In Gujarat Sankrant is observed more or less in the same manner as in Maharashtra but with a difference that in Gujarat there is a custom of giving gifts to relatives. The elders in the family give gifts to the younger members of the family. The Gujarati Pundits on this auspicious day grant scholarships to students for higher studies in astrology and philosophy. This festival thus helps the maintenance of social relationships within the family, caste and community.
Kite flying has been associated with this festival in a big way. It has become an internationally well-known event. In Punjab where December and January are the coldest months of the year, huge bonfires are lit on the eve of Sankrant and which is celebrated as “Lohari”. Sweets, sugarcane and rice are thrown in the bonfires, around which friends and relatives gather together. The following day, which is Sankrant, is celebrated as Maghi. The Punjabi’s dance their famous Bhangra dance till they get exhausted. Then they sit down and eat the sumptuous food that is specially prepared for the occasion.
In Kerala the 40 days anushthana by the devotees of Ayyappa ends on this day in Sabarimala with a big festival. In Bundelkhand and Madhya Pradesh this festival of Sankrant is known by the name ‘Sakarat’ and is celebrated with great pomp and merriment accompanied by lot of sweets. Many tribals in our country start their New Year from the day of Sankrant by lighting bonfires, dancing and eating their particular dishes sitting together. The Bhuya tribals of Orissa have their Maghyatra in which small home-made articles are put for sale. In Assam, the festival is celebrated as Bhogali Bihu. In the coastal regions, it is a harvest festival dedicated to Indra.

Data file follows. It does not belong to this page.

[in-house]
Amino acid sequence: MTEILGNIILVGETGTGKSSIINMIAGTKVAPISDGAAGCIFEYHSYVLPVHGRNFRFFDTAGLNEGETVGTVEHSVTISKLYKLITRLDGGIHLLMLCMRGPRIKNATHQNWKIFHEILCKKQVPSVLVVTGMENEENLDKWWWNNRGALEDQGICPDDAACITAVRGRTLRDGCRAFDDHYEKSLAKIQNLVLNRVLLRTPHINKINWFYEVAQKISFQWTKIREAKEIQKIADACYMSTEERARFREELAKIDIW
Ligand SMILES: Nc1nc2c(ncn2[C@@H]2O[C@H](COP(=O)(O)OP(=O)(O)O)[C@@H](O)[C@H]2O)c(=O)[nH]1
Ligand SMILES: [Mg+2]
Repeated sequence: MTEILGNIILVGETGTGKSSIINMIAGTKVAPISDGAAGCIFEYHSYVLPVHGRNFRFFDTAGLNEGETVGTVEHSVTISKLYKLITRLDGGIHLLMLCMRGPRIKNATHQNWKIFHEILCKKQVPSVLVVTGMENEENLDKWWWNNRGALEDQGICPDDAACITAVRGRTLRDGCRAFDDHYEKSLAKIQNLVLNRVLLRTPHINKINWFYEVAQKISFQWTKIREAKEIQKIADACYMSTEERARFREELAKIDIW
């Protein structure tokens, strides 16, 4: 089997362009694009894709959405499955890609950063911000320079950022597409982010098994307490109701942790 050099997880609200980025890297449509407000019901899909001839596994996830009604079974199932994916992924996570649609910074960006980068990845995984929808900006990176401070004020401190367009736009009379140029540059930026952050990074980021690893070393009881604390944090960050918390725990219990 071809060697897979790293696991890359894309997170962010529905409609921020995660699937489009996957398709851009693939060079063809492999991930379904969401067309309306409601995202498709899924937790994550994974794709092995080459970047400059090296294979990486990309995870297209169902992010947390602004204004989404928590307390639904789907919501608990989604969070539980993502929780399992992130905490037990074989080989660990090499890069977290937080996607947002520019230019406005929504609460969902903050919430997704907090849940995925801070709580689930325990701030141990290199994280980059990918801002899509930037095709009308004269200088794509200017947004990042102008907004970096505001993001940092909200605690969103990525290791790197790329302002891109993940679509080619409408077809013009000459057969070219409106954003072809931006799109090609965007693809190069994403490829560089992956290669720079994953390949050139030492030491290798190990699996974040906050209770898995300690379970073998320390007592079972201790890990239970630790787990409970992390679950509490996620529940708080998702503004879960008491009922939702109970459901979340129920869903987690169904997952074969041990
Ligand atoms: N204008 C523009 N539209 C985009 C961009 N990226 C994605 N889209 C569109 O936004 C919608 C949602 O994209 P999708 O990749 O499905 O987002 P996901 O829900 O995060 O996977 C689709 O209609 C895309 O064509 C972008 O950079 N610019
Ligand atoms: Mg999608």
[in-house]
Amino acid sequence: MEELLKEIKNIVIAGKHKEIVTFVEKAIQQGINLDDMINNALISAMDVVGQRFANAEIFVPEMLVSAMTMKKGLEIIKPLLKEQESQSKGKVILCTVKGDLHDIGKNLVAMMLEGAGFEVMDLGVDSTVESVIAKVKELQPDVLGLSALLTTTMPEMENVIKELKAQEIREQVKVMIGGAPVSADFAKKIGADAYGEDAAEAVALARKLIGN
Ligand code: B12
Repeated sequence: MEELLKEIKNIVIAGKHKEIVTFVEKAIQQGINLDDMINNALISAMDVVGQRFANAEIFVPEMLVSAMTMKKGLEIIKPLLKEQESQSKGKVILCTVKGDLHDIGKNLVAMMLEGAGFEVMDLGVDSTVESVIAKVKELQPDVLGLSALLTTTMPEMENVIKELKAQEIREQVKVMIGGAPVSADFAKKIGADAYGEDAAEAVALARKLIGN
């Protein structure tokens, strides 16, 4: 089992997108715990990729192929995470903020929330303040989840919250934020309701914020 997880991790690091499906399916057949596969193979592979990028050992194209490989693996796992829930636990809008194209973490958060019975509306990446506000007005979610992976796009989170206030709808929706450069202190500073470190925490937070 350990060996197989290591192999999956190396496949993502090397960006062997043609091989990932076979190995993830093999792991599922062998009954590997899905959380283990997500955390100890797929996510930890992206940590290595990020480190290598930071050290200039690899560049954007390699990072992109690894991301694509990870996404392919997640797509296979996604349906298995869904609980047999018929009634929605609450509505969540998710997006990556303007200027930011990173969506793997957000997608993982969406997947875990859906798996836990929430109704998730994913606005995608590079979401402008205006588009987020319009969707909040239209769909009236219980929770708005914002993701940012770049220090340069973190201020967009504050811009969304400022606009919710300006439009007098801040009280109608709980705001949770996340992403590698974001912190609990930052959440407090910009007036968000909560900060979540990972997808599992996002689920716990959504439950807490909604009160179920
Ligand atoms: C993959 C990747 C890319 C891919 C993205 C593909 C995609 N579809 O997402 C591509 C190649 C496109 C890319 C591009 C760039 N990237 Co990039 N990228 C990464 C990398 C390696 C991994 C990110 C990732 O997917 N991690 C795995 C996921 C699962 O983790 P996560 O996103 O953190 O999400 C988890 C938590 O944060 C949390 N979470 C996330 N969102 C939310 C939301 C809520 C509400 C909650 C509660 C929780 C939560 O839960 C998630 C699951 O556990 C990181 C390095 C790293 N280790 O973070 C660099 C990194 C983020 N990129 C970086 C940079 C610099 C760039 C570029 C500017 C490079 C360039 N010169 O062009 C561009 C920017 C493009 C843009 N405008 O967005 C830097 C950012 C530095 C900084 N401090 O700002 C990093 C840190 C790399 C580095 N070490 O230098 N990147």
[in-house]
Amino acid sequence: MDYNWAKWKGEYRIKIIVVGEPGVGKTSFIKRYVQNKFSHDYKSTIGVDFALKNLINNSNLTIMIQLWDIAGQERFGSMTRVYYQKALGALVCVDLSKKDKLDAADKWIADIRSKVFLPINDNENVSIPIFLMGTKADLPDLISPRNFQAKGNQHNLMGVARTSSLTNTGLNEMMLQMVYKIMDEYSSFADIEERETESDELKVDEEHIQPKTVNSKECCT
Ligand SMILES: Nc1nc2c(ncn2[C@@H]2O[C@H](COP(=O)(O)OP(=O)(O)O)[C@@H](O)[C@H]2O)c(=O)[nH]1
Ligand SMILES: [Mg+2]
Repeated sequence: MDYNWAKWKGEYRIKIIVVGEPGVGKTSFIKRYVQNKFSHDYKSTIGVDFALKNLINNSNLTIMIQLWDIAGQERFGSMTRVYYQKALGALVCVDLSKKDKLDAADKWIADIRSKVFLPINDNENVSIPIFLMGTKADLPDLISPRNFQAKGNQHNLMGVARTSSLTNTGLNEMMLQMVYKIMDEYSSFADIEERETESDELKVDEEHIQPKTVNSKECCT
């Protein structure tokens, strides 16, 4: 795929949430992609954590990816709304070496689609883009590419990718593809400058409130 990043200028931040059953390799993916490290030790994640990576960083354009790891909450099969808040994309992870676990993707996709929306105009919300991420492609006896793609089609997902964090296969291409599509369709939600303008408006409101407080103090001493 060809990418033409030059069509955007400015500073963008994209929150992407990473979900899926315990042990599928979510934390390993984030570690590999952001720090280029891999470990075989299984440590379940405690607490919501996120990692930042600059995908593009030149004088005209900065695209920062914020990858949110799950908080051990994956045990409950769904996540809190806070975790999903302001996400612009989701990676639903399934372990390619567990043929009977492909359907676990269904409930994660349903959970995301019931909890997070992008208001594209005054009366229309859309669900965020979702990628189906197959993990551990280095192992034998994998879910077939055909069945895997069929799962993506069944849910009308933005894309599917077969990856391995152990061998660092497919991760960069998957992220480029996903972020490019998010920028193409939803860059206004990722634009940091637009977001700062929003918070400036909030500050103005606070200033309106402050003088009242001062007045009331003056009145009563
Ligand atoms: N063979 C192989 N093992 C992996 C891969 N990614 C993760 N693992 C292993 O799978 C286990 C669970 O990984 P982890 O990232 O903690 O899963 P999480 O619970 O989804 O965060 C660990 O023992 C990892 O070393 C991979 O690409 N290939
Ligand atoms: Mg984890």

Importance of Til (Sesame seeds) in Makar Sankranti
Before distributing sweets made out of sesame seeds, they are kept in front of an idol or a picture of a Deity on one’s altar. This helps retain the Shakti (Divine Energy) and Chaitanya in the sweets. It is known to eliminate sins if used in drinking water, bathing, applying til oil on the body and other uses. When distributing sweets made of sesame seeds, bhāv (spiritual emotion) and Chaitanya is awakened in us.
All the members of the house derive the benefit of the increased Chaitanya in the environment. The prembhav in people increases and they are able to overcome negative thinking and replace it with positive thinking. According to Āyurvēda, eating sesame seeds in winter is beneficial for our health. Spiritually, sesame seeds and sesame oil have the ability to absorb and emit Sattva frequencies more than any other oil.
Hence, during Makar Sankranti, sesame seeds are favorable for good sadhana to happen. Importance of sesame seed sweets: Sesame seeds have the ability to absorb and emit high amounts of Sattva frequencies. By consuming sesame seed sweets, inner purification happens which helps improve one’s sadhana. By distributing these sweets to each other, there is an exchange of sāttviktā, which helps increase everyone’s sattvikta
Health Benefits of Sesame Seeds
Not only are sesame seeds an excellent source of copper and a very good source of manganese, but they are also a good source of calcium, magnesium, iron, phosphorus, vitamin B1,B6 Thiamin Folate and Niacin, zinc, molybdenum, selenium, and dietary fiber, proteins and carbohydrates. In addition to these important nutrients, sesame seeds contain two unique substances: sesamin and sesamolin.
Both of these substances belong to a group of special beneficial fibers called lignans, and have been shown to have a cholesterol-lowering effect in humans, and to prevent high blood pressure and increase vitamin E supplies in animals. Sesamin has also been found to protect the liver from oxidative damage.
Significant health benefits of Sesame seeds include prevention and control of diabetes; reduction in risks of cancer; improving and support of bone health; as a strong anti-inflammatory agent; facilitating and improving colon health, digestion and preventing constipation; boosting oral health cellular growth and metabolic function.
It is also known to help in reducing cardiovascular diseases and hypertension; reduces signs of premature aging and strengthening muscle tissue and hair. It is known to be very beneficial in protecting DNA from harmful effects of radiation either from accidental or natural sources or caused by chemotherapy or radiotherapy.
Caution: Excessive consumption may cause irritation in stomach and colon.
Happy Makar Sankranti to all readers!
This story originally appeared on Voice of Asia.